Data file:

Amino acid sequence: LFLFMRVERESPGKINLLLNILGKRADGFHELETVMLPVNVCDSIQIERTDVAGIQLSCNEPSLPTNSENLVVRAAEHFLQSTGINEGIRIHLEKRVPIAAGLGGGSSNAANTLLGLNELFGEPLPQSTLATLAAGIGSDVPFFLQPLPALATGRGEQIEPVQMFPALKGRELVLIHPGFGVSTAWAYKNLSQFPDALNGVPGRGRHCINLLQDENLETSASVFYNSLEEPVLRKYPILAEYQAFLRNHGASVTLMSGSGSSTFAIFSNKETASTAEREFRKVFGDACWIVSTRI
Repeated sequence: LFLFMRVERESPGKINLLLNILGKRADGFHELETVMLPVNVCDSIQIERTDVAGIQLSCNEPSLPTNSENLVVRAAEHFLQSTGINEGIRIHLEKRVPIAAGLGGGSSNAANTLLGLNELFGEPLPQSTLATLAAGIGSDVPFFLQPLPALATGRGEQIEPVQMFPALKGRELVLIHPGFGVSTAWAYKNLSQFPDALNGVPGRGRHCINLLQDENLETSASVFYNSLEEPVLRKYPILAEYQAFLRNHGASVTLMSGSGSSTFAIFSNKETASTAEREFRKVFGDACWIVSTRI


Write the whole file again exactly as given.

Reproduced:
Amino acid sequence: LFLFMRVERESPGKINLLLNILGKRADGFHELETVMLPVNVCDSIQIERTDVAGIQLSCNEPSLPTNSENLVVRAAEHFLQSTGINEGIRIHLEKRVPIAAGLGGGSSNAANTLLGLNELFGEPLPQSTLATLAAGIGSDVPFFLQPLPALATGRGEQIEPVQMFPALKGRELVLIHPGFGVSTAWAYKNLSQFPDALNGVPGRGRHCINLLQDENLETSASVFYNSLEEPVLRKYPILAEYQAFLRNHGASVTLMSGSGSSTFAIFSNKETASTAEREFRKVFGDACWIVSTRI
Repeated sequence: LFLFMRVERESPGKINLLLNILGKRADGFHELETVMLPVNVCDSIQIERTDVAGIQLSCNEPSLPTNSENLVVRAAEHFLQSTGINEGIRIHLEKRVPIAAGLGGGSSNAANTLLGLNELFGEPLPQSTLATLAAGIGSDVPFFLQPLPALATGRGEQIEPVQMFPALKGRELVLIHPGFGVSTAWAYKNLSQFPDALNGVPGRGRHCINLLQDENLETSASVFYNSLEEPVLRKYPILAEYQAFLRNHGASVTLMSGSGSSTFAIFSNKETASTAEREFRKVFGDACWIVSTRI